When I was working, there was a surfeit of drama in my life (hoping that “surfeit” means an overwhelming amount.) Even so, there were times when I imagined even more.
“What’s more than a ‘surfeit’?”
I have no idea.
Once, years ago, on a Sunday evening, I decided to walk to the ocean from my West Los Angeles apartment, along a boulevarded street called San Vicente, a walk of approximately two miles – each way – in distance. (This may be the definition of having “a lot of time on my hands.”)
When I got to the Pacific, having no particular reason to be there, I immediately turned around and I started back home. Only to discover, on my return journey that I had walked too far for my abilities, and I was now entirely out of gas. And not halfway back either. I was, like, two blocks from the ocean. And I was barely able to proceed.
Suddenly, I found myself thrust into a drama. A “Desert Drama”, to be exact. I now imagined myself trudging – every step an effort – uphill in the endless Sahara – alone, lost, exhausted and entirely out of water.
Except that I was actually walking on a sidewalk beside a busy street, and there were cars passing by. In a way, this reality, made things even worse. People could see me. But they did not know what I was going through. (Dangerously sunburned, with a mouth full of sand.)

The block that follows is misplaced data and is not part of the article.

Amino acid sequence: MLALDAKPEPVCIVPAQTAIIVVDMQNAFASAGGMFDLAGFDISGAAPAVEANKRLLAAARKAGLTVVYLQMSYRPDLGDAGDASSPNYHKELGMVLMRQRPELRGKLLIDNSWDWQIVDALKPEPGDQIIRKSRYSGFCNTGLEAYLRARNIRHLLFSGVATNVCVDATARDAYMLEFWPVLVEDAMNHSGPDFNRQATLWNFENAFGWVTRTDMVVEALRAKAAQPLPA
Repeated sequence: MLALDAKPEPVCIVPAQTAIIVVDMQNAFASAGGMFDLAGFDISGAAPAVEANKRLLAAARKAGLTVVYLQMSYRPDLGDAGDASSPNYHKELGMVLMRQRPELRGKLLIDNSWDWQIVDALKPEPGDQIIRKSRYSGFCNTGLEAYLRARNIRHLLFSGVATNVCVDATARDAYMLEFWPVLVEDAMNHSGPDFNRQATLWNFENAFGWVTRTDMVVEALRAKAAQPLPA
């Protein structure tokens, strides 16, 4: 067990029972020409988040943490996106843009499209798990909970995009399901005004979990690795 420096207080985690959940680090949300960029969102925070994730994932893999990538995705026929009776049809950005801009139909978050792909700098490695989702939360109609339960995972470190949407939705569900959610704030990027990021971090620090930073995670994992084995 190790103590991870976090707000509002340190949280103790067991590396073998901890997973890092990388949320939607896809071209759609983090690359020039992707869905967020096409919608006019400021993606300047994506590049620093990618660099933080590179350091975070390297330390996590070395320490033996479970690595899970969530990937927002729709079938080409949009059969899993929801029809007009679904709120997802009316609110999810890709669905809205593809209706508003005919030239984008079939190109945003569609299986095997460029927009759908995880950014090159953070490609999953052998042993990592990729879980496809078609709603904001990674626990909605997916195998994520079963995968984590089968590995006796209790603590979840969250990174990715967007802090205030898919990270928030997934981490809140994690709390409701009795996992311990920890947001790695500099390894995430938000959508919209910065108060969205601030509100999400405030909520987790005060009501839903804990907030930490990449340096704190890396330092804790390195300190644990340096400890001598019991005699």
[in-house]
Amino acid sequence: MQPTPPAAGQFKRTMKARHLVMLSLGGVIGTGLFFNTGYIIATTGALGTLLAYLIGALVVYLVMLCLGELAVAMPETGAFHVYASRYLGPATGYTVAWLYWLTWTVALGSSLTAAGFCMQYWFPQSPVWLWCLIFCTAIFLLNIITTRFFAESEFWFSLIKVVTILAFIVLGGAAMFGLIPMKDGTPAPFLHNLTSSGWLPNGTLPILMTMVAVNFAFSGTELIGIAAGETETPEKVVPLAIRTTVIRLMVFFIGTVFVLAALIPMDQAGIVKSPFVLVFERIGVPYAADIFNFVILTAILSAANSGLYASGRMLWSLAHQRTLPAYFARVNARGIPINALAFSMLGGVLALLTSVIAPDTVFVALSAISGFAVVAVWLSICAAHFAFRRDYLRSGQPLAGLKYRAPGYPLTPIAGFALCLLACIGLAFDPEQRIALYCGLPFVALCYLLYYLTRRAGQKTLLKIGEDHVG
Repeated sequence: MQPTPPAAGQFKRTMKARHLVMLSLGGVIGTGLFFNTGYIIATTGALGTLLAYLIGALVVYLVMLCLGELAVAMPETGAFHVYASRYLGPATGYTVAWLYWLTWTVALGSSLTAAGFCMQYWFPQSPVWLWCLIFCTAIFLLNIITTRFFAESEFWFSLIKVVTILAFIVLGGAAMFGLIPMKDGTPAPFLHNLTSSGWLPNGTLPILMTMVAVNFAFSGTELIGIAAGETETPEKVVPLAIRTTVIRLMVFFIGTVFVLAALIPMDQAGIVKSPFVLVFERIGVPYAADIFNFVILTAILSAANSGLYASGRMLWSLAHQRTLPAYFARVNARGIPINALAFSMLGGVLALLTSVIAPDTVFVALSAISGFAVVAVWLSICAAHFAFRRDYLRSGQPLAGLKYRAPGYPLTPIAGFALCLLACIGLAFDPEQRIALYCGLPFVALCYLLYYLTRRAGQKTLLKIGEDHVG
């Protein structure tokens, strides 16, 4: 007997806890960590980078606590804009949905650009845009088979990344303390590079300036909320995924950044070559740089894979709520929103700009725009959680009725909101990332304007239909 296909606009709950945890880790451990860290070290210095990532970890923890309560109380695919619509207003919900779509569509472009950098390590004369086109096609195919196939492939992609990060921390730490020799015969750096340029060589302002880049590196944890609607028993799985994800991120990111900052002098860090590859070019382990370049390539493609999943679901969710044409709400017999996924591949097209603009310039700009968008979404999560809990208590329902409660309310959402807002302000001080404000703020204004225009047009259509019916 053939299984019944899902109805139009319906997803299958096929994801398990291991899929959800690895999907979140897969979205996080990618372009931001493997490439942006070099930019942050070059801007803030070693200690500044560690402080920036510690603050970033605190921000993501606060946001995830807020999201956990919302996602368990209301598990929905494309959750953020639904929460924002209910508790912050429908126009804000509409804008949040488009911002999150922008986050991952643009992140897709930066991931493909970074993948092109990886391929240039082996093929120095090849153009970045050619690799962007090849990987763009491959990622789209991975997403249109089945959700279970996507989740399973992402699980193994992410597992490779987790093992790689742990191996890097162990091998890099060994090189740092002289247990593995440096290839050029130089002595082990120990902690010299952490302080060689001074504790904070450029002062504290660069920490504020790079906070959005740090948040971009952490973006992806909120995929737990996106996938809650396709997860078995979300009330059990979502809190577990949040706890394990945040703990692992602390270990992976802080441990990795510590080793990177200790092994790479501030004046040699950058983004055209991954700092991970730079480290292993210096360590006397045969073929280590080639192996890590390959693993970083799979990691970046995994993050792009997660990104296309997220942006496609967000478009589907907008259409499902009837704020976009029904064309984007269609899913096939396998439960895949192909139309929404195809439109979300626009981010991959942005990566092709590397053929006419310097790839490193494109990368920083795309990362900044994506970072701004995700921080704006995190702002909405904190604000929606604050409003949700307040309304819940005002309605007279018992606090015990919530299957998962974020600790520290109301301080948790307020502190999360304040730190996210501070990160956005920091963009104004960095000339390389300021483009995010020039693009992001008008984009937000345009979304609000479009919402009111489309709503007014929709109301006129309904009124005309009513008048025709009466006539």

I was not sure I could make it. It was Sunday. No buses on San Vicente. And you do not hail cabs in Los Angeles. They just hide somewhere until they’re dispatched.
The situation seemed hopeless. (Although I did purchase an ice cream at the half-way point in my desperate journey, which I mention in parentheses, so as not to undermine the scenario. Besides, when I continued my trek, I could still barely move. I just had some “Pistachio” in me, that’s all.)
Spoiler Alert: I made it. (Which you already know because I am writing this. So you can forget about looking for my ‘remains’ on San Vicente, which, for some reason is pronounced, “San Vicenny.”)
FAST FORWARD TO LAST TUESDAY.
I do not trust… drawstring pants. (Which, without mentioning it, includes drawstring shorts.)
For me to feel entirely secure, I need to have the strings that you pull tight and tie in a bow, plus an additional elastic waistband. Otherwise, I have little to no faith that those drawstrings will stay up.
An unfounded paranoia?
Not so fast.
I am entering our kitchen, wearing drawstring shorts. Our magnificent housekeeper Connie (of more than thirty years impeccable service) is washing the dishes, her back to my arrival. Suddenly, I let out a surprised “Oh!”
My drawstring shorts have just dropped to the floor. (Revealing some colorful boxers beneath.) This was no gradual, “sliding drop” situation. The descending drawstrings zipped straight to the hardwood.
I do not know if my exclamation of surprise caused Connie to turn around. I was too busy retrieving my drawstring shorts and returning them to their appropriate position. It was admittedly quite a noisy “Oh!” But when I looked back, she was still washing the dishes.